A calm sea prevents all perception of distance.Points of reference are denied and our humble guess is worthless.A calm sea holds all the space that can be imagined until a sea mist returns us to a measured view.
An expanse of sky, a relentless expanse without a cloud interruption, only a fading shade of duck-egg towards its edges.
A faint horizon that barely completes the line between air and water.A sense of sensual deprivation.
Minimalism of this nature is frightening, and ultimately brings on sleep to counter this unwanted emotion.
A rock of rugged ferocity is reduced to a soft monotone at 6.30am. Its elegance is a charade, a beckoning to the innocent to throw their still sleeping bodies onto its apparently forgiving surface.By midday, sharp shadows draw a truer picture of an uninhabitable jarring grain that would shred the skin off any poor soul looking for solitude.By evening, this monster reverts to its deceptive self - the lie behind the beauty.
Trees punctuate most landscapes like random commas and colons.A single tree in the Fens sucks in the eye like a selfish child demanding attention.The 10 million olive trees of Corfu, which give the island the appearance of a dusty green mattress, were planted by the Venetians to ensure ready supplies of oil.They then felt the need to texture this landscape with towering cypresses, ostensibly for their supply of masts, but really, I think, to cast long shadows over the olive canopy.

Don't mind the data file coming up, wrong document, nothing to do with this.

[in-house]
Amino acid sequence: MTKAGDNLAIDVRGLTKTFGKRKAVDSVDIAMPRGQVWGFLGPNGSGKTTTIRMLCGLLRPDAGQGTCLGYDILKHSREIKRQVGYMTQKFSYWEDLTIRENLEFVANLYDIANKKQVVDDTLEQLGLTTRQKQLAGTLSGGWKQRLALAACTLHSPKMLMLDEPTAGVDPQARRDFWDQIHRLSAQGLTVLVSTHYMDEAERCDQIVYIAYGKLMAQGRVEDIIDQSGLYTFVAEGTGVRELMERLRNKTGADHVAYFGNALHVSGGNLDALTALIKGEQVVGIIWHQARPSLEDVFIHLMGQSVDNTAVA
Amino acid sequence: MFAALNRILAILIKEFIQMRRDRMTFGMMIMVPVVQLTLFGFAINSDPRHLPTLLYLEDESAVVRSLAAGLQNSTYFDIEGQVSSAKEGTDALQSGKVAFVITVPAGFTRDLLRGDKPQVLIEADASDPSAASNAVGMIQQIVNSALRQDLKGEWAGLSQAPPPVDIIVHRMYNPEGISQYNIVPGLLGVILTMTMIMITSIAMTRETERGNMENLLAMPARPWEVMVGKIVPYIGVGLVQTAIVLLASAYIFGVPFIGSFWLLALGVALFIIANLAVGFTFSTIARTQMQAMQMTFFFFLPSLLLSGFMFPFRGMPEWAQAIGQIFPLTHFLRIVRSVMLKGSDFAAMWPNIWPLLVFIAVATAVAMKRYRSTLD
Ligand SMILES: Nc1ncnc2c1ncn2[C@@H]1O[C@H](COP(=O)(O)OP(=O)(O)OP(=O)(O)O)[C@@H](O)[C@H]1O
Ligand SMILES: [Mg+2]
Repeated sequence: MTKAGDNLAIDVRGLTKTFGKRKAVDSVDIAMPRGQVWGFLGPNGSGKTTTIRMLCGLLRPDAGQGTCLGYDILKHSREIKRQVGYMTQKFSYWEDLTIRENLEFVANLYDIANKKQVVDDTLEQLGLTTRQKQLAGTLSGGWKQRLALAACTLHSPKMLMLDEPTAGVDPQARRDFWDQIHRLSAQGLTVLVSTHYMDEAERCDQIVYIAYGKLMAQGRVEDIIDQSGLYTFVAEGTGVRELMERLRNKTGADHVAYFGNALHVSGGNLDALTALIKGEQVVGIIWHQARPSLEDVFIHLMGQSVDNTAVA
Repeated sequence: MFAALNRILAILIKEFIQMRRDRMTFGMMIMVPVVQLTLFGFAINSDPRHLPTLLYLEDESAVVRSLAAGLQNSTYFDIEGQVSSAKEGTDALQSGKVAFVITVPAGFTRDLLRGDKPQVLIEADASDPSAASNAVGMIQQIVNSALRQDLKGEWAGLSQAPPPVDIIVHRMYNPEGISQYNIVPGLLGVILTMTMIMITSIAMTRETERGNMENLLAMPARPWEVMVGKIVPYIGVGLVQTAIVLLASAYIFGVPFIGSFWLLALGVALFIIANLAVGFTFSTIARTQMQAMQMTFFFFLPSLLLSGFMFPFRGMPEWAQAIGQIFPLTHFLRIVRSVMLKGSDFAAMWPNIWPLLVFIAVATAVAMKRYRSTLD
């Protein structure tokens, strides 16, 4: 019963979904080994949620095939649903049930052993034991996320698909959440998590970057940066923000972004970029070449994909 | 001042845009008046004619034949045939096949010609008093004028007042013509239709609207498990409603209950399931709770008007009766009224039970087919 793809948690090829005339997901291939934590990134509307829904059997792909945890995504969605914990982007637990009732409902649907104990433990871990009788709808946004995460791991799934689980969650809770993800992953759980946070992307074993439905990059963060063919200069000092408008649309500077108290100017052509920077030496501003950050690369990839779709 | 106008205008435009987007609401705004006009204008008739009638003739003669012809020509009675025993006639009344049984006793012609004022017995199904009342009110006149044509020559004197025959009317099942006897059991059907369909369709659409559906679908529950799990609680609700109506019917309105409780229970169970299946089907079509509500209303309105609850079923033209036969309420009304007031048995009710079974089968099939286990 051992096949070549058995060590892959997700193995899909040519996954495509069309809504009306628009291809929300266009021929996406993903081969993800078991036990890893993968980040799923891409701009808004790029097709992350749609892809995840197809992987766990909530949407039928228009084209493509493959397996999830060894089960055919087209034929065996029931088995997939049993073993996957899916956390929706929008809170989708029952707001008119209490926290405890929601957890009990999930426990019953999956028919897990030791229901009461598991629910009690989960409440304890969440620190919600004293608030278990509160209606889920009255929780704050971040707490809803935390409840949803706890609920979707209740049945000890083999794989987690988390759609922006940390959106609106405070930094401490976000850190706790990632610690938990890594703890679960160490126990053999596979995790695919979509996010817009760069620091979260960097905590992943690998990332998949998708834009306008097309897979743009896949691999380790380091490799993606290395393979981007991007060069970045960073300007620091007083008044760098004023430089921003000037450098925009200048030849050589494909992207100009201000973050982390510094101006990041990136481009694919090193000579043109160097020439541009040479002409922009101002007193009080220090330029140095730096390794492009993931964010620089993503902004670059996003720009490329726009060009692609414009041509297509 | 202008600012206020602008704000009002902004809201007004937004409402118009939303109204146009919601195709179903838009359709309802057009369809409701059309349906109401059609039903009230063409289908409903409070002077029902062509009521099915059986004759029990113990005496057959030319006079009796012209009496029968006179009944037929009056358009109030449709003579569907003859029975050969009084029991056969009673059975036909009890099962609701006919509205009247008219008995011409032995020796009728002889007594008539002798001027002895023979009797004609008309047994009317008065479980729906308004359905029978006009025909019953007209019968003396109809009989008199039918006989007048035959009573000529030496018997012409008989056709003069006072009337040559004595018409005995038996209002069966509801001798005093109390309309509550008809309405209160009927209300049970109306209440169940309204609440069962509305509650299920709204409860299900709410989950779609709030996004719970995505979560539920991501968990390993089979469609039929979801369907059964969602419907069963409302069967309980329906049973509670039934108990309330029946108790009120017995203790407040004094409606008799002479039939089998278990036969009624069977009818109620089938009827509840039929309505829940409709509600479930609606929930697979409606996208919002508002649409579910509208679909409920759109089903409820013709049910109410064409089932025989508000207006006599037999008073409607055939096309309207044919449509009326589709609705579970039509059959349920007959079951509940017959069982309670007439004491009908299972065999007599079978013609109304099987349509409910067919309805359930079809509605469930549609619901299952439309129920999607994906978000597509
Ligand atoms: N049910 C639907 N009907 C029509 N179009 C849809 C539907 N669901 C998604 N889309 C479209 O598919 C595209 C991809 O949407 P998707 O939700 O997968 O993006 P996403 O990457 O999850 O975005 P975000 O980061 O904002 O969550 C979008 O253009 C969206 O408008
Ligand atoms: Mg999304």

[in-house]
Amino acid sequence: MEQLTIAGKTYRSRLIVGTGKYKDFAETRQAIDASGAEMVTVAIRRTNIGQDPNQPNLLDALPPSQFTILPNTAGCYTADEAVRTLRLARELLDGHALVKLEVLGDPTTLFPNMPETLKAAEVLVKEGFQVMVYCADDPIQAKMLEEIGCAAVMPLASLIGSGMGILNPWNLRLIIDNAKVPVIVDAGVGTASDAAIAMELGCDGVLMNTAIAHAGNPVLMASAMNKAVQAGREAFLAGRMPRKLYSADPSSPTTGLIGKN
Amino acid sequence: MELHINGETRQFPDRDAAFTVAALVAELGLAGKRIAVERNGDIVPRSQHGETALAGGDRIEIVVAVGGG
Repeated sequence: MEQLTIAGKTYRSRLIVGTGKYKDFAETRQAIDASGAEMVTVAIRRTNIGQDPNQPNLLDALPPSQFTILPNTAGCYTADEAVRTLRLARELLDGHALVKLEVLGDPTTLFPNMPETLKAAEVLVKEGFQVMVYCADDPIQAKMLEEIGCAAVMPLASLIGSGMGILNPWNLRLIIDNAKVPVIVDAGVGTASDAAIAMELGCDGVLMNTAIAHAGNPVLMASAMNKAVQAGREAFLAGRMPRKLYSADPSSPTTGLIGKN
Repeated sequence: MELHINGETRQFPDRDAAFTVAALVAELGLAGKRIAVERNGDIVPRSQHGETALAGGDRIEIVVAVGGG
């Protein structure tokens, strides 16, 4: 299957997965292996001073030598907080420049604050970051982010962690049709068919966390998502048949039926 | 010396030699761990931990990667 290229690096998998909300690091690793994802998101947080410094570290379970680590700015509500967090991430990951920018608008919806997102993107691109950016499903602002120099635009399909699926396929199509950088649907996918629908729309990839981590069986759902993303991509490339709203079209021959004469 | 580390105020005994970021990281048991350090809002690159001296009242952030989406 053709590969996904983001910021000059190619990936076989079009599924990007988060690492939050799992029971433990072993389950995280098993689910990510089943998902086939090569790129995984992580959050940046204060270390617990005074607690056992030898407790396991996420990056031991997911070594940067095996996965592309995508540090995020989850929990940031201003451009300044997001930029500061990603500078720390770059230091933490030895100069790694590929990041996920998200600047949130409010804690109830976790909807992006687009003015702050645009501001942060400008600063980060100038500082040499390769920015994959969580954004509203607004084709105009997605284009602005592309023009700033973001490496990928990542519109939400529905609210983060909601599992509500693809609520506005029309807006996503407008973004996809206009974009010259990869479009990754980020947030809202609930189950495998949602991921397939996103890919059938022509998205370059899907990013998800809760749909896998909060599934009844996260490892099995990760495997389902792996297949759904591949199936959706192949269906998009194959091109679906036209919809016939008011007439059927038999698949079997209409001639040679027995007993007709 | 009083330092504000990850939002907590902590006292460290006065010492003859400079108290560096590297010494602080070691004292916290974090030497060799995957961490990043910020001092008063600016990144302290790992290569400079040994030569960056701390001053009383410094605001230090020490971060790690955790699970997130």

They offer a pointed relief to the sea of dusted eau-de-Nil.
The moon rises a vivid orange as it reflects the red glow of a descending sun.
A wind tempers the heat as though it had emerged from the centre of a softly chilled peach.The flat calm of the sea is disturbed and former reflections convert themselves into patches of ultramarine.The horizon returns as a relentless straight line sharply defining your visual territory, and the status quo is disturbed.
In spite of these natural phenomena, the whole is overlaid with a presence of history.
It was here, for instance, that Odysseus was shipwrecked. In BC 303 the island was sacked by the Spartans, in AD 562 it was raided by the Goths, and in 1080 conquered by the King of Sicily.This place has been taken and retaken by so many, over such a long period of time, that its raw nature is not uncontaminated. It passed through French, Russian, Turkish and British hands, until in 1867 it was ceded to Greece.Even then, both the Italians and the Germans raided and occupied it during the Second World War.
The place where I am sitting has no architecture and yet time has given it meaning that cannot be escaped. It is almost impossible in Europe to escape the effects of time and human activity.Time is the ultimate measurement that allows us to understand the nature of our existence, and without it we are reduced to a series of linked monuments that cannot be understood.
In moments of amnesia we are reduced to the status of animal.Our collective, individual and evolving memory, which is the core of our culture, is sadly marked by violence, greed and pestilence, combined with a resistance to change that allows us to continue simply making more sophisticated mistakes.We gloss over them and, as in the apparent perfection of a calm sea, we discover, if we look carefully, a horror that gives us no measure or perspective.
I pray for a constant wave.
WA, from a rock in Corfu